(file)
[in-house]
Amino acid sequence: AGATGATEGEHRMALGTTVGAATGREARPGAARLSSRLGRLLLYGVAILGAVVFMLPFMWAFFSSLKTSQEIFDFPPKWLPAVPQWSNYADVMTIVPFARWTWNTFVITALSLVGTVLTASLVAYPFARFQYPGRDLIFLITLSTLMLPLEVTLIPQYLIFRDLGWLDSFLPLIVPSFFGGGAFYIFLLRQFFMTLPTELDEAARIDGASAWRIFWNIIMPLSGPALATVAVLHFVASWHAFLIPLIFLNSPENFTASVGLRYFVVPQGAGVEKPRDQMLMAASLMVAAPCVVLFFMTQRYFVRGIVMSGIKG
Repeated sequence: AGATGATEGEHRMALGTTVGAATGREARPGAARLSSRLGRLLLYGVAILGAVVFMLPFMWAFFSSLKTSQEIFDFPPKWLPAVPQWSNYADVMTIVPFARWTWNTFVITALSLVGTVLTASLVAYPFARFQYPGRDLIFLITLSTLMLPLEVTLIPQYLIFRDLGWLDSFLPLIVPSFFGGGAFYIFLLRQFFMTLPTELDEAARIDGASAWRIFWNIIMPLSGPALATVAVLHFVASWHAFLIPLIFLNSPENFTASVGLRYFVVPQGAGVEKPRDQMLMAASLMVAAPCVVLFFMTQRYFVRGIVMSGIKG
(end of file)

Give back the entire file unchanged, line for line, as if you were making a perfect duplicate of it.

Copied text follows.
[in-house]
Amino acid sequence: AGATGATEGEHRMALGTTVGAATGREARPGAARLSSRLGRLLLYGVAILGAVVFMLPFMWAFFSSLKTSQEIFDFPPKWLPAVPQWSNYADVMTIVPFARWTWNTFVITALSLVGTVLTASLVAYPFARFQYPGRDLIFLITLSTLMLPLEVTLIPQYLIFRDLGWLDSFLPLIVPSFFGGGAFYIFLLRQFFMTLPTELDEAARIDGASAWRIFWNIIMPLSGPALATVAVLHFVASWHAFLIPLIFLNSPENFTASVGLRYFVVPQGAGVEKPRDQMLMAASLMVAAPCVVLFFMTQRYFVRGIVMSGIKG
Repeated sequence: AGATGATEGEHRMALGTTVGAATGREARPGAARLSSRLGRLLLYGVAILGAVVFMLPFMWAFFSSLKTSQEIFDFPPKWLPAVPQWSNYADVMTIVPFARWTWNTFVITALSLVGTVLTASLVAYPFARFQYPGRDLIFLITLSTLMLPLEVTLIPQYLIFRDLGWLDSFLPLIVPSFFGGGAFYIFLLRQFFMTLPTELDEAARIDGASAWRIFWNIIMPLSGPALATVAVLHFVASWHAFLIPLIFLNSPENFTASVGLRYFVVPQGAGVEKPRDQMLMAASLMVAAPCVVLFFMTQRYFVRGIVMSGIKG